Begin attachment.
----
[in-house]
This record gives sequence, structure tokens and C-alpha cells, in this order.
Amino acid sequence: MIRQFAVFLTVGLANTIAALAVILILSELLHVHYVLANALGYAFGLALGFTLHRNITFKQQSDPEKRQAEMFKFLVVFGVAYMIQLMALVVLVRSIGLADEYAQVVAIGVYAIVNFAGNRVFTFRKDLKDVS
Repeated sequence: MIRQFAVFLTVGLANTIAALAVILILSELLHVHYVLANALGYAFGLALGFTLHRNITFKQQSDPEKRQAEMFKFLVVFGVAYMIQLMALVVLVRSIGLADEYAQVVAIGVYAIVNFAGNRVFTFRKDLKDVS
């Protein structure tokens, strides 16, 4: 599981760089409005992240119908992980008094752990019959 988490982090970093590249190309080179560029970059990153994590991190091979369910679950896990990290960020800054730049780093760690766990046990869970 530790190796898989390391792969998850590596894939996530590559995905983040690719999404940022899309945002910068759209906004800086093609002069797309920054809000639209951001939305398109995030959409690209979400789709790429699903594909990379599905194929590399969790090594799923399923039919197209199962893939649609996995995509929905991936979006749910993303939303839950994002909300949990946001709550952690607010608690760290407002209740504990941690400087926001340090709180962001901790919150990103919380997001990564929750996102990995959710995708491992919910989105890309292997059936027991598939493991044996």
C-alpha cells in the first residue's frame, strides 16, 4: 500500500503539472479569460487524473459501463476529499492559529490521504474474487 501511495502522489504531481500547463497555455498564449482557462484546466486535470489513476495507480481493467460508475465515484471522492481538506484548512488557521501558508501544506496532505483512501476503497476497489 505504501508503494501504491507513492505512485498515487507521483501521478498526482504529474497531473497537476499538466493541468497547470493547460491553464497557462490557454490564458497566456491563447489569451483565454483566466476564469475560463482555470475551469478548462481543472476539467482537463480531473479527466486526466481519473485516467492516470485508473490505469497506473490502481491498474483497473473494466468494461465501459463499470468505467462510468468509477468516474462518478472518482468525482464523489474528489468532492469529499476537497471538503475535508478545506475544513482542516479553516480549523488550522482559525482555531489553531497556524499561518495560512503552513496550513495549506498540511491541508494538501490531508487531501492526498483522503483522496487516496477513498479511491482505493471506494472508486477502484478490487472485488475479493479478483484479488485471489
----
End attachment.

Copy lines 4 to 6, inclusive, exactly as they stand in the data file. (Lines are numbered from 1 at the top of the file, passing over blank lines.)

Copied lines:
Repeated sequence: MIRQFAVFLTVGLANTIAALAVILILSELLHVHYVLANALGYAFGLALGFTLHRNITFKQQSDPEKRQAEMFKFLVVFGVAYMIQLMALVVLVRSIGLADEYAQVVAIGVYAIVNFAGNRVFTFRKDLKDVS
């Protein structure tokens, strides 16, 4: 599981760089409005992240119908992980008094752990019959 988490982090970093590249190309080179560029970059990153994590991190091979369910679950896990990290960020800054730049780093760690766990046990869970 530790190796898989390391792969998850590596894939996530590559995905983040690719999404940022899309945002910068759209906004800086093609002069797309920054809000639209951001939305398109995030959409690209979400789709790429699903594909990379599905194929590399969790090594799923399923039919197209199962893939649609996995995509929905991936979006749910993303939303839950994002909300949990946001709550952690607010608690760290407002209740504990941690400087926001340090709180962001901790919150990103919380997001990564929750996102990995959710995708491992919910989105890309292997059936027991598939493991044996």
C-alpha cells in the first residue's frame, strides 16, 4: 500500500503539472479569460487524473459501463476529499492559529490521504474474487 501511495502522489504531481500547463497555455498564449482557462484546466486535470489513476495507480481493467460508475465515484471522492481538506484548512488557521501558508501544506496532505483512501476503497476497489 505504501508503494501504491507513492505512485498515487507521483501521478498526482504529474497531473497537476499538466493541468497547470493547460491553464497557462490557454490564458497566456491563447489569451483565454483566466476564469475560463482555470475551469478548462481543472476539467482537463480531473479527466486526466481519473485516467492516470485508473490505469497506473490502481491498474483497473473494466468494461465501459463499470468505467462510468468509477468516474462518478472518482468525482464523489474528489468532492469529499476537497471538503475535508478545506475544513482542516479553516480549523488550522482559525482555531489553531497556524499561518495560512503552513496550513495549506498540511491541508494538501490531508487531501492526498483522503483522496487516496477513498479511491482505493471506494472508486477502484478490487472485488475479493479478483484479488485471489